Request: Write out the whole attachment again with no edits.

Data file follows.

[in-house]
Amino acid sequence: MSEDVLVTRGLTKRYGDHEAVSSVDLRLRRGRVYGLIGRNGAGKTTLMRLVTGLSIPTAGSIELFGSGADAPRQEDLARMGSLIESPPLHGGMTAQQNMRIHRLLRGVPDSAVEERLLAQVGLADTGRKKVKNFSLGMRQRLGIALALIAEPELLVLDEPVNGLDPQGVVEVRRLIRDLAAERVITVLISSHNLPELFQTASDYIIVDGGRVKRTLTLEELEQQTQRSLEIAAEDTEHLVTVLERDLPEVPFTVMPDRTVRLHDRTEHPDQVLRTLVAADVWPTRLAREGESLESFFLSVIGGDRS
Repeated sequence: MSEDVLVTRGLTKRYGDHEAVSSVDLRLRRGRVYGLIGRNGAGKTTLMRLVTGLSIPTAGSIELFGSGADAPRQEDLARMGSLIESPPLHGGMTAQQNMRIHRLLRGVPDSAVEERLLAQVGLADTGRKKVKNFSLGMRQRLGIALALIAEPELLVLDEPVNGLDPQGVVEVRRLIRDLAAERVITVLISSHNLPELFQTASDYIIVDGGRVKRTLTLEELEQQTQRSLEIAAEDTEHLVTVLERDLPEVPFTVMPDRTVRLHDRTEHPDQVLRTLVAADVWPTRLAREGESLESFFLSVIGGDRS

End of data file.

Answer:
[in-house]
Amino acid sequence: MSEDVLVTRGLTKRYGDHEAVSSVDLRLRRGRVYGLIGRNGAGKTTLMRLVTGLSIPTAGSIELFGSGADAPRQEDLARMGSLIESPPLHGGMTAQQNMRIHRLLRGVPDSAVEERLLAQVGLADTGRKKVKNFSLGMRQRLGIALALIAEPELLVLDEPVNGLDPQGVVEVRRLIRDLAAERVITVLISSHNLPELFQTASDYIIVDGGRVKRTLTLEELEQQTQRSLEIAAEDTEHLVTVLERDLPEVPFTVMPDRTVRLHDRTEHPDQVLRTLVAADVWPTRLAREGESLESFFLSVIGGDRS
Repeated sequence: MSEDVLVTRGLTKRYGDHEAVSSVDLRLRRGRVYGLIGRNGAGKTTLMRLVTGLSIPTAGSIELFGSGADAPRQEDLARMGSLIESPPLHGGMTAQQNMRIHRLLRGVPDSAVEERLLAQVGLADTGRKKVKNFSLGMRQRLGIALALIAEPELLVLDEPVNGLDPQGVVEVRRLIRDLAAERVITVLISSHNLPELFQTASDYIIVDGGRVKRTLTLEELEQQTQRSLEIAAEDTEHLVTVLERDLPEVPFTVMPDRTVRLHDRTEHPDQVLRTLVAADVWPTRLAREGESLESFFLSVIGGDRS